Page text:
At Cross purposes

Mass toward God

On Zenit there are regular forays into liturgical Q&A.  Recently there was a question about the direction the corpus of the altar Cross should face

"Q: When an altar crucifix is used during the celebration of Mass, ought the corpus to be facing toward the priest or toward the congregation?"

Ya know… this is not a problem when the altar is ad orientem and everyone is facing the same direction, right?

About Fr. John Zuhlsdorf

Fr. Z is the guy who runs this blog. o{]:¬)
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  1. Jeff says:

    Yes, Father!

    Versus populum–even if you think it superior–has created so VERY many problems and conundra. One thing its introduction proves at any rate is that one should never underestimate the factor of unintended consequences and unforeseen aspects in any substantial reform. Reformers always need to remember the limitations of human wisdom and the damage that too much change can do.

    I know you’ve thought about what is now being delightfully referred to as the “elephant in the sanctuary” problem: what do you do if you have a high altar facing East and another altar “versus populum” in case you want an ad orientem celebration? Do you “pass around” the “elephant” and studiously behave as though it’s not there? Or do you use the “elephant” but from the outside edge?

    In St. Lawrence in Arlington, the high “altar” which was recently used for the Tridentine Mass turns out not even to have been consecrated and to have been erected recently merely for the tabernacle to rest on! The “elephant” is a real, consecrated altar and has relics within it!

    You can of course, get rid of the “elephant” as Canisius in Chicago has done. But many people in most places just aren’t ready for the priest to “turn his back on them.”

    You can have a light-weight, wooden affair which gets trundled out from somewhere on “holy rollers” whenever versus populum is desired. That’s what we do at St. Mary’s. That seems the best compromise, but it will only work well where ad orientem masses are the norm, or at least the priority.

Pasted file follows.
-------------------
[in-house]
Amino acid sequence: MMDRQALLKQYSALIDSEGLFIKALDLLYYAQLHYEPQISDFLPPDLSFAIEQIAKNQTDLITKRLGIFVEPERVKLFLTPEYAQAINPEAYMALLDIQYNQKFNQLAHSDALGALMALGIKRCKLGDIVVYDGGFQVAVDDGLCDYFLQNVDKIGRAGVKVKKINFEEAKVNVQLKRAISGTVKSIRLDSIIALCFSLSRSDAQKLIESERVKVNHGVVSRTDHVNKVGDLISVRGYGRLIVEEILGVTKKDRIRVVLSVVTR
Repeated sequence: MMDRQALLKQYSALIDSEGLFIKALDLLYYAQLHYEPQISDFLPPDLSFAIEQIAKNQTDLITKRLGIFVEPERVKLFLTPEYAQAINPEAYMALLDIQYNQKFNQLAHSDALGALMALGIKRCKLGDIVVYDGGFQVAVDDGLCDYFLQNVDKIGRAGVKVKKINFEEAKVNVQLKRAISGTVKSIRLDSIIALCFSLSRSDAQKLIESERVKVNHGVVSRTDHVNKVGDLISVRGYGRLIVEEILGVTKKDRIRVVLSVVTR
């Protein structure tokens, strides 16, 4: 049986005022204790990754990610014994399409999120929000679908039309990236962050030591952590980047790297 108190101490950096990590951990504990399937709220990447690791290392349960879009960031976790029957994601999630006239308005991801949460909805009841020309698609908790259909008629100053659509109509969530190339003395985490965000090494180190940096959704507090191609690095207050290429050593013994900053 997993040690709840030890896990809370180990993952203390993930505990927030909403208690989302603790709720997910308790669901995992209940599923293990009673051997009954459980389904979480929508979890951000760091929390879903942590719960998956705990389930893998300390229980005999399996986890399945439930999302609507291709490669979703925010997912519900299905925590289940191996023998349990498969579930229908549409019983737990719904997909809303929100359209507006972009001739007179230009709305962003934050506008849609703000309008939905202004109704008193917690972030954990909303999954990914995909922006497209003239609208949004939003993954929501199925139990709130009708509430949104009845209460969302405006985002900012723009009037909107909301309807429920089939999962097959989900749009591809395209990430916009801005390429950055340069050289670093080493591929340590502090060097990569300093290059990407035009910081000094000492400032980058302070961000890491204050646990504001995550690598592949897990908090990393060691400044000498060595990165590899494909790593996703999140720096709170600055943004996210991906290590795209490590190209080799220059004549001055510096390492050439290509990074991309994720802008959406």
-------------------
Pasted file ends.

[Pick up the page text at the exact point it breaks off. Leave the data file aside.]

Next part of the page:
How to solve it all? Well, we really should try eventually to find SOME way to dispense with that damned, embarrassing elephant. But we’ll probably have to take him into account for years to come.

  2. Jon says:

    In the Basilica of the National Shrine of the Immaculate Conception, where I’ve often been, the Crypt Church Chapel and lower level side altars all have an elegant processional cross in front of the altar, with the corpus facing the priest. Being thin, with the corpus the thickest part of the crucifix, the people don’t crane their necks about saying “I can’t see Father,” but the priest can easily direct his gaze towards it while praying, and its very evident to the people that prayer is directed toward the Lord, and not a “dialogue” or narrative for them.

    This works fine, as it goes, and is very much in keeping with what the Holy Father wrote on the subject in his “The Spirit of the liturgy.” However voluntary, gradual compliance like this could take centuries. I (and who am I?)think it wiser, while the practice is still within living memory, to simply command that the Mass of the Faithful within the Novus Ordo be celebrated ad orientam and be done with it. Catechesis would take less time than the typical Bishop’s Appeal homily.

  3. CaesarMagnus says:

    The more I study the “Novus Ordo” and the “Tridentine” the more I am convinced that the “Novus Ordo” is strictly a human invention. I believe it is valid and licit because the Church says it is, but I find nothing inspired about the rite except what was kept from the old rite. It greatly disturbs me when Bugnini admits they were doing experimental Masses in the Papal apartments with stopwatches in developing the rite.
    It is just an experiment that has gone out of control.
    The sooner things are reformed, the less damage there will be.
    And I was born in 1972, so I have every reason to prefer the Novus Ordo, it is certainly what I am more familiar with.
    Lord, give us more bishops who are spiritual Fathers, not C.E.O.s.

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